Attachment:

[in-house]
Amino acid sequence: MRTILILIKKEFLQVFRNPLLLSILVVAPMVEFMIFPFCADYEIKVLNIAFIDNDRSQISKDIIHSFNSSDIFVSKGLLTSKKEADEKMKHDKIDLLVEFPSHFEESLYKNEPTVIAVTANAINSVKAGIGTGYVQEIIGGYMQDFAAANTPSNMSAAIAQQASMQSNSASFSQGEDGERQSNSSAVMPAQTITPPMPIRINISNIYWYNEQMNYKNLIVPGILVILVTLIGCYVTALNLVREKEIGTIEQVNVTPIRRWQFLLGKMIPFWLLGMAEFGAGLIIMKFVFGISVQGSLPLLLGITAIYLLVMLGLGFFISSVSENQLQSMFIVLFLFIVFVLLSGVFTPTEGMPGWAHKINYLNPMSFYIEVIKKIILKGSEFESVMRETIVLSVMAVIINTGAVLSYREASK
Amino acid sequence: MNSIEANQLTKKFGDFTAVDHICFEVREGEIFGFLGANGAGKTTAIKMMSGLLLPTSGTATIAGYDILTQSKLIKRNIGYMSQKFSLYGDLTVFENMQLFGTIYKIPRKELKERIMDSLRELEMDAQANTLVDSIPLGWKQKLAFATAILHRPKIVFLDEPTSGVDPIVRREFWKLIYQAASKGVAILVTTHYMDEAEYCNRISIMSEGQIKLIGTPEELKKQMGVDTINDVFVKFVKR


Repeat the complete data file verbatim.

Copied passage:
[in-house]
Amino acid sequence: MRTILILIKKEFLQVFRNPLLLSILVVAPMVEFMIFPFCADYEIKVLNIAFIDNDRSQISKDIIHSFNSSDIFVSKGLLTSKKEADEKMKHDKIDLLVEFPSHFEESLYKNEPTVIAVTANAINSVKAGIGTGYVQEIIGGYMQDFAAANTPSNMSAAIAQQASMQSNSASFSQGEDGERQSNSSAVMPAQTITPPMPIRINISNIYWYNEQMNYKNLIVPGILVILVTLIGCYVTALNLVREKEIGTIEQVNVTPIRRWQFLLGKMIPFWLLGMAEFGAGLIIMKFVFGISVQGSLPLLLGITAIYLLVMLGLGFFISSVSENQLQSMFIVLFLFIVFVLLSGVFTPTEGMPGWAHKINYLNPMSFYIEVIKKIILKGSEFESVMRETIVLSVMAVIINTGAVLSYREASK
Amino acid sequence: MNSIEANQLTKKFGDFTAVDHICFEVREGEIFGFLGANGAGKTTAIKMMSGLLLPTSGTATIAGYDILTQSKLIKRNIGYMSQKFSLYGDLTVFENMQLFGTIYKIPRKELKERIMDSLRELEMDAQANTLVDSIPLGWKQKLAFATAILHRPKIVFLDEPTSGVDPIVRREFWKLIYQAASKGVAILVTTHYMDEAEYCNRISIMSEGQIKLIGTPEELKKQMGVDTINDVFVKFVKR